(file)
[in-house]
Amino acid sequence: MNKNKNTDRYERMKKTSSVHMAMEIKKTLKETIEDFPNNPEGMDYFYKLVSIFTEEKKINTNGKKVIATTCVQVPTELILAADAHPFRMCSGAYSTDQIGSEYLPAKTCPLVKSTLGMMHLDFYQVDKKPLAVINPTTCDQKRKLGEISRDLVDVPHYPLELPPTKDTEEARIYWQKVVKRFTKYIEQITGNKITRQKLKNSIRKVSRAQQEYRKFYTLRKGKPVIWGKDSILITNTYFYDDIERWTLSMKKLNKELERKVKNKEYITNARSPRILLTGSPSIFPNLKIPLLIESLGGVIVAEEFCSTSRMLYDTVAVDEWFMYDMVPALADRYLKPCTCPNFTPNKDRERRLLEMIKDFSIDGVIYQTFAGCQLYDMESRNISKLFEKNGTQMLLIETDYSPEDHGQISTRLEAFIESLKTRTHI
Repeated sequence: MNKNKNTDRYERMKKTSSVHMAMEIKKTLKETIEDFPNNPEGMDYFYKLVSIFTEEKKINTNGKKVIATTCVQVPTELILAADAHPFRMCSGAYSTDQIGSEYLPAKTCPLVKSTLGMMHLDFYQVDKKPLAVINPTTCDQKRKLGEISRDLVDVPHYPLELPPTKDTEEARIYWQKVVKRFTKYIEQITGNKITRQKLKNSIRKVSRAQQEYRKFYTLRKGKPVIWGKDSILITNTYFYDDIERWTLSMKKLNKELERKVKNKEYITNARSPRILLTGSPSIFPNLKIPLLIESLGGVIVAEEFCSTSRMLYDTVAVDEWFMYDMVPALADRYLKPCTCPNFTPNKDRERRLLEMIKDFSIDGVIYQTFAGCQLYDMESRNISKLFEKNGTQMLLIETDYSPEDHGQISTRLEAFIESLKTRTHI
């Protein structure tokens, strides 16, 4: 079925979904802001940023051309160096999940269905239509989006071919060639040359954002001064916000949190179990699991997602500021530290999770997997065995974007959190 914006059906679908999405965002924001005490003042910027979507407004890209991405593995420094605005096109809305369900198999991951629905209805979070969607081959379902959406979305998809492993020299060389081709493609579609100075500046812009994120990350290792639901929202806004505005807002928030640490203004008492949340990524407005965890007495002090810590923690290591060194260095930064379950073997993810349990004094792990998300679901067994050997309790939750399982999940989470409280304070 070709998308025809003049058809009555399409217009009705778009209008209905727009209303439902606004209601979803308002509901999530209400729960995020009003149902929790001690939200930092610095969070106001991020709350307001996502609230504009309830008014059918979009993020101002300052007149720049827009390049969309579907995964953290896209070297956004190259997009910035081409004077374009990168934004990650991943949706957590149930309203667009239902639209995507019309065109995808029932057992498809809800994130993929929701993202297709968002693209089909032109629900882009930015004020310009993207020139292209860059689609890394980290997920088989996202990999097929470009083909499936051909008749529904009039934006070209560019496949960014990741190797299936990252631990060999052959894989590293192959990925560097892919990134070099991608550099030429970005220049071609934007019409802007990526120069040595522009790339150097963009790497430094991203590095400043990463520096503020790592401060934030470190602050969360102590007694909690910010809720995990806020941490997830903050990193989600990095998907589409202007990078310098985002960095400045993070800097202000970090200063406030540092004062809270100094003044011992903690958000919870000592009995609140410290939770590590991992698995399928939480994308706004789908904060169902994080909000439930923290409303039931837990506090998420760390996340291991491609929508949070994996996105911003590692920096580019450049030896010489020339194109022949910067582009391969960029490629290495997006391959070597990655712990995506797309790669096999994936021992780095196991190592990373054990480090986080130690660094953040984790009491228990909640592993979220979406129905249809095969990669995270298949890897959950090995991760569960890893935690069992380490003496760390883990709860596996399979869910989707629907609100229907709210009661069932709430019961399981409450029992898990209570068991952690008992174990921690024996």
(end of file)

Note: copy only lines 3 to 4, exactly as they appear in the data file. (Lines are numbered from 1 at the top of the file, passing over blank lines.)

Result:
Repeated sequence: MNKNKNTDRYERMKKTSSVHMAMEIKKTLKETIEDFPNNPEGMDYFYKLVSIFTEEKKINTNGKKVIATTCVQVPTELILAADAHPFRMCSGAYSTDQIGSEYLPAKTCPLVKSTLGMMHLDFYQVDKKPLAVINPTTCDQKRKLGEISRDLVDVPHYPLELPPTKDTEEARIYWQKVVKRFTKYIEQITGNKITRQKLKNSIRKVSRAQQEYRKFYTLRKGKPVIWGKDSILITNTYFYDDIERWTLSMKKLNKELERKVKNKEYITNARSPRILLTGSPSIFPNLKIPLLIESLGGVIVAEEFCSTSRMLYDTVAVDEWFMYDMVPALADRYLKPCTCPNFTPNKDRERRLLEMIKDFSIDGVIYQTFAGCQLYDMESRNISKLFEKNGTQMLLIETDYSPEDHGQISTRLEAFIESLKTRTHI
């Protein structure tokens, strides 16, 4: 079925979904802001940023051309160096999940269905239509989006071919060639040359954002001064916000949190179990699991997602500021530290999770997997065995974007959190 914006059906679908999405965002924001005490003042910027979507407004890209991405593995420094605005096109809305369900198999991951629905209805979070969607081959379902959406979305998809492993020299060389081709493609579609100075500046812009994120990350290792639901929202806004505005807002928030640490203004008492949340990524407005965890007495002090810590923690290591060194260095930064379950073997993810349990004094792990998300679901067994050997309790939750399982999940989470409280304070 070709998308025809003049058809009555399409217009009705778009209008209905727009209303439902606004209601979803308002509901999530209400729960995020009003149902929790001690939200930092610095969070106001991020709350307001996502609230504009309830008014059918979009993020101002300052007149720049827009390049969309579907995964953290896209070297956004190259997009910035081409004077374009990168934004990650991943949706957590149930309203667009239902639209995507019309065109995808029932057992498809809800994130993929929701993202297709968002693209089909032109629900882009930015004020310009993207020139292209860059689609890394980290997920088989996202990999097929470009083909499936051909008749529904009039934006070209560019496949960014990741190797299936990252631990060999052959894989590293192959990925560097892919990134070099991608550099030429970005220049071609934007019409802007990526120069040595522009790339150097963009790497430094991203590095400043990463520096503020790592401060934030470190602050969360102590007694909690910010809720995990806020941490997830903050990193989600990095998907589409202007990078310098985002960095400045993070800097202000970090200063406030540092004062809270100094003044011992903690958000919870000592009995609140410290939770590590991992698995399928939480994308706004789908904060169902994080909000439930923290409303039931837990506090998420760390996340291991491609929508949070994996996105911003590692920096580019450049030896010489020339194109022949910067582009391969960029490629290495997006391959070597990655712990995506797309790669096999994936021992780095196991190592990373054990480090986080130690660094953040984790009491228990909640592993979220979406129905249809095969990669995270298949890897959950090995991760569960890893935690069992380490003496760390883990709860596996399979869910989707629907609100229907709210009661069932709430019961399981409450029992898990209570068991952690008992174990921690024996």